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A Democrat And A Republican On Trump's Reaction To Pandemic Relief Bill

ARI SHAPIRO, HOST:

The deal was done. After months of fighting, Democrats and Republicans had finally come up with a coronavirus relief bill they could agree on - billions of dollars for things like unemployment benefits, help for small businesses, direct payments to many Americans, vaccine distribution.

MARY LOUISE KELLY, HOST:

The package made it through both houses of Congress comparatively easy this week. For many, that was a huge relief. Then...

(SOUNDBITE OF ARCHIVED RECORDING)

PRESIDENT DONALD TRUMP: I am asking Congress to amend this bill and increase the ridiculously low $600 to $2,000 or $4,000 for a couple.

SHAPIRO: In a video posted on Twitter last night, Trump called the relief bill a disgrace. He demanded Congress fix it or else.

KELLY: Well, let's bring in two House members who have spent a lot of time working towards a bipartisan compromise - Republican Representative Tom Reed of New York and Democratic Representative Josh Gottheimer of New Jersey. They are the co-chairs of the House Problem Solvers Caucus.

Welcome to both of you.

JOSH GOTTHEIMER: Thanks for having us.

TOM REED: Well, thank you for having me on.

KELLY: So, as noted, you two both spent a lot of time trying to solve the problem and kickstart these negotiations. You had finally just passed a bill. I want to hear from each of you. You may go first, Congressman Gottheimer. What went through your mind when you watched that video last night?

GOTTHEIMER: Candidly, total shock - you know, this is a last-minute coal on the Christmas stocking that none of us were expecting. And as you pointed out, we had Democrats and Republicans in both the House and the Senate get behind this. The administration was on board, at least we thought so. And this was critical support for so many people who are hurting right now, so many families and small businesses. So I - you know, I'm kind of shocked right now.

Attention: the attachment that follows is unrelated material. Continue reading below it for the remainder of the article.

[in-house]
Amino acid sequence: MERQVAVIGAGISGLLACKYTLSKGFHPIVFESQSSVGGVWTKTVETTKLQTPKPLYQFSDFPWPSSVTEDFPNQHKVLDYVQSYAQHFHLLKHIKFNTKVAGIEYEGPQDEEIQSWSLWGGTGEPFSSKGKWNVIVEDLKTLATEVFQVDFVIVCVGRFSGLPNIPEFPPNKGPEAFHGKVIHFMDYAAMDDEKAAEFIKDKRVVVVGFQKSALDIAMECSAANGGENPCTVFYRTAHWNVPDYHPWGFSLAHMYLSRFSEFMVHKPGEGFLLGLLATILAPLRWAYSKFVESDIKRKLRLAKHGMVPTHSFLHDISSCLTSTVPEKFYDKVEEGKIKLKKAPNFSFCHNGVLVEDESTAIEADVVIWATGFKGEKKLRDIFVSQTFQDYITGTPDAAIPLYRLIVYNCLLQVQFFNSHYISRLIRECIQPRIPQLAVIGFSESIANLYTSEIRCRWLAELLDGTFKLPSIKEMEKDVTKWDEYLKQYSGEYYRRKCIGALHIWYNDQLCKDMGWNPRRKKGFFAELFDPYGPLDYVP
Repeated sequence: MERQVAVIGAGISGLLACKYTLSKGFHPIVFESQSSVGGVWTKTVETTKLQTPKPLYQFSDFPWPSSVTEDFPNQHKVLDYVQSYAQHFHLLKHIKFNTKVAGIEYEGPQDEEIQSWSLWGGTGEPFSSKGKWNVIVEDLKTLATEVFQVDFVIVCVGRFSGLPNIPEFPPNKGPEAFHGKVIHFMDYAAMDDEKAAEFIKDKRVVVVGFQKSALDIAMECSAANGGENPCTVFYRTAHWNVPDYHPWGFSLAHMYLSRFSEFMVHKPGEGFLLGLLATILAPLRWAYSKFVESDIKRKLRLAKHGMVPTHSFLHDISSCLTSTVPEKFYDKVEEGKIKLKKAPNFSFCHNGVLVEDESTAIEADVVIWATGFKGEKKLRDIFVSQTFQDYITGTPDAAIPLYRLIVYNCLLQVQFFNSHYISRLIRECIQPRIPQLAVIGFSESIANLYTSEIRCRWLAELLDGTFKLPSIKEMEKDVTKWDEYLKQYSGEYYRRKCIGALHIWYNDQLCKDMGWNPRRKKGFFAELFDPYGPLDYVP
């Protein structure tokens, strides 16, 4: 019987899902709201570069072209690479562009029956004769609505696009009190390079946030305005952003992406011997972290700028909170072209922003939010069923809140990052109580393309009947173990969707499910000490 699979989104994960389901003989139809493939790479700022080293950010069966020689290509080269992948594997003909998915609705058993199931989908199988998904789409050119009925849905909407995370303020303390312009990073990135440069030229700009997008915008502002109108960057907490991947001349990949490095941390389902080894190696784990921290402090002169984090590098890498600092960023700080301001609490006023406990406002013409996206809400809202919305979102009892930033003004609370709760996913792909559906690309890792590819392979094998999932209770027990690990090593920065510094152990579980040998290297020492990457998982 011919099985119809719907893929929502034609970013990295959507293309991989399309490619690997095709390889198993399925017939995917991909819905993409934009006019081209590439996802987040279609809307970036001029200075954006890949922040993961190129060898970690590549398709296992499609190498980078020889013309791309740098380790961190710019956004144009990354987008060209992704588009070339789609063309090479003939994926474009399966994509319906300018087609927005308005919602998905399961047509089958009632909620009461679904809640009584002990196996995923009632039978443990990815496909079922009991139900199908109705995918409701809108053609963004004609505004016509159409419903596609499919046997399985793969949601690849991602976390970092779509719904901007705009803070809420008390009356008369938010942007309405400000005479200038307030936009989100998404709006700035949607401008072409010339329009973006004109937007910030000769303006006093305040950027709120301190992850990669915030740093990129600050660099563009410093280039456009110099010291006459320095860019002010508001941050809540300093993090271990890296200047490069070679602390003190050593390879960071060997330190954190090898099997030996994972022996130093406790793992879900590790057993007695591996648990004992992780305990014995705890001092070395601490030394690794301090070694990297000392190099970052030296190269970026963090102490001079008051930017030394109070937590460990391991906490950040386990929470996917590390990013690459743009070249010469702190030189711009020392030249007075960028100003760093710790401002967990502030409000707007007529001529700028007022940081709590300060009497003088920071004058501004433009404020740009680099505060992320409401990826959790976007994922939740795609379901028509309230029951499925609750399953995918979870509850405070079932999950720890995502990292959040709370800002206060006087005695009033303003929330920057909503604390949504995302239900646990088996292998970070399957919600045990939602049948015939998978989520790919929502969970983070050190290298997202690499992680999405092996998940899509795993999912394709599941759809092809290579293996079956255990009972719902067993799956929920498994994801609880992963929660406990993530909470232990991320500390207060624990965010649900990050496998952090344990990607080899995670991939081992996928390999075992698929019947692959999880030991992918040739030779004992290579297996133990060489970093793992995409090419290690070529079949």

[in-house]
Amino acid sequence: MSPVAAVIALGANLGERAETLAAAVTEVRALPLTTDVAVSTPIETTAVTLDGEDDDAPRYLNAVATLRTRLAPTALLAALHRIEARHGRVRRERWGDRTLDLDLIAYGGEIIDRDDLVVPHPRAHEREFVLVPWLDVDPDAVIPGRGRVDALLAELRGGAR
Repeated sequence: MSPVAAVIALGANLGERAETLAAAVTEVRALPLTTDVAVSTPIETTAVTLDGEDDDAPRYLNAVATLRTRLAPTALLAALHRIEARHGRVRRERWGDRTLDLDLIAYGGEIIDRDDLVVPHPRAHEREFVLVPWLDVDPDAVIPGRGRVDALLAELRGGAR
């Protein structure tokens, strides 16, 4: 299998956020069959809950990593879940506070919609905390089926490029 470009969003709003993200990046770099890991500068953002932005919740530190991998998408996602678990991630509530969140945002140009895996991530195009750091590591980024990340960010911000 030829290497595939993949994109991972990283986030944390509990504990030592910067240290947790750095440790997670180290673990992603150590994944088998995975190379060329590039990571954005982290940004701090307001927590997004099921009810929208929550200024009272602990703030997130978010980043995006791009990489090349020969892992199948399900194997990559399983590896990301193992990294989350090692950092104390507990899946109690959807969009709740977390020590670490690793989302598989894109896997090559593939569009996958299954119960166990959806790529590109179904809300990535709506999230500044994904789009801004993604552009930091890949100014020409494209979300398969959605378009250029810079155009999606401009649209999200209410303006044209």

KELLY: Congressman Reed, how about you - shock?

REED: Yes. Obviously, it caught all of us by surprise, so many of us were blindsided by this action by the president. But I will tell you that we have to focus on the fact that this COVID-19 stimulus bill, emergency bill that we were talking about is separate and distinct from the issues that the president was bringing up his objections to. I mean, we negotiated this $900 billion deal, which on its own is not really related to the major objections that the president was citing in his video. So I hope we can find a solution to these two issues. And that's where Josh and I are working together. I'm confident we can, as proud Republicans and proud Democrats, still deliver this relief to the American people at home.

KELLY: Really? You remain confident that you're going to get this done and get it done - when? - before the end of the year?

REED: I am because the COVID-19 relief bill is broadly supported on both sides of the aisle. We negotiated this over months. And I will tell you, when you focus just on the relief bill, those provisions themselves are widely agreed to. And any remaining dispute, I think, can be bridged.